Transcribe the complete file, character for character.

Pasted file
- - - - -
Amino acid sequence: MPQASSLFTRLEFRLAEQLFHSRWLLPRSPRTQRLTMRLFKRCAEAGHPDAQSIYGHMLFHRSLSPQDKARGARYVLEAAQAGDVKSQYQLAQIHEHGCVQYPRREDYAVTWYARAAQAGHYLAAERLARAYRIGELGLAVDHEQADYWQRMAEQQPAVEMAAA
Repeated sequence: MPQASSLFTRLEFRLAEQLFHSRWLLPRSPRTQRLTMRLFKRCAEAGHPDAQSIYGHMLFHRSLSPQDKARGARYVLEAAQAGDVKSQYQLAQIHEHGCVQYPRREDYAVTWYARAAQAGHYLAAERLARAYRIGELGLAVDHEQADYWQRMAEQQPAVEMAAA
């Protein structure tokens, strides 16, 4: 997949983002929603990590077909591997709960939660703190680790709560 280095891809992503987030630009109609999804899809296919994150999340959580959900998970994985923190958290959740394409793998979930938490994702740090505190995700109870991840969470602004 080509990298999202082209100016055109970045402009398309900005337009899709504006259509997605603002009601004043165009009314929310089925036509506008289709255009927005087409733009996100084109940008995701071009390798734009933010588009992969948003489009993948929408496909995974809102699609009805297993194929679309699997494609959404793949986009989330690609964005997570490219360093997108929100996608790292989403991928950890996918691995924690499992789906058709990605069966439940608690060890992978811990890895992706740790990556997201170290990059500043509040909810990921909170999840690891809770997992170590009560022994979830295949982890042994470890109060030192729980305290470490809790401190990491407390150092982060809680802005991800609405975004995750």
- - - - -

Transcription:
Amino acid sequence: MPQASSLFTRLEFRLAEQLFHSRWLLPRSPRTQRLTMRLFKRCAEAGHPDAQSIYGHMLFHRSLSPQDKARGARYVLEAAQAGDVKSQYQLAQIHEHGCVQYPRREDYAVTWYARAAQAGHYLAAERLARAYRIGELGLAVDHEQADYWQRMAEQQPAVEMAAA
Repeated sequence: MPQASSLFTRLEFRLAEQLFHSRWLLPRSPRTQRLTMRLFKRCAEAGHPDAQSIYGHMLFHRSLSPQDKARGARYVLEAAQAGDVKSQYQLAQIHEHGCVQYPRREDYAVTWYARAAQAGHYLAAERLARAYRIGELGLAVDHEQADYWQRMAEQQPAVEMAAA
């Protein structure tokens, strides 16, 4: 997949983002929603990590077909591997709960939660703190680790709560 280095891809992503987030630009109609999804899809296919994150999340959580959900998970994985923190958290959740394409793998979930938490994702740090505190995700109870991840969470602004 080509990298999202082209100016055109970045402009398309900005337009899709504006259509997605603002009601004043165009009314929310089925036509506008289709255009927005087409733009996100084109940008995701071009390798734009933010588009992969948003489009993948929408496909995974809102699609009805297993194929679309699997494609959404793949986009989330690609964005997570490219360093997108929100996608790292989403991928950890996918691995924690499992789906058709990605069966439940608690060890992978811990890895992706740790990556997201170290990059500043509040909810990921909170999840690891809770997992170590009560022994979830295949982890042994470890109060030192729980305290470490809790401190990491407390150092982060809680802005991800609405975004995750």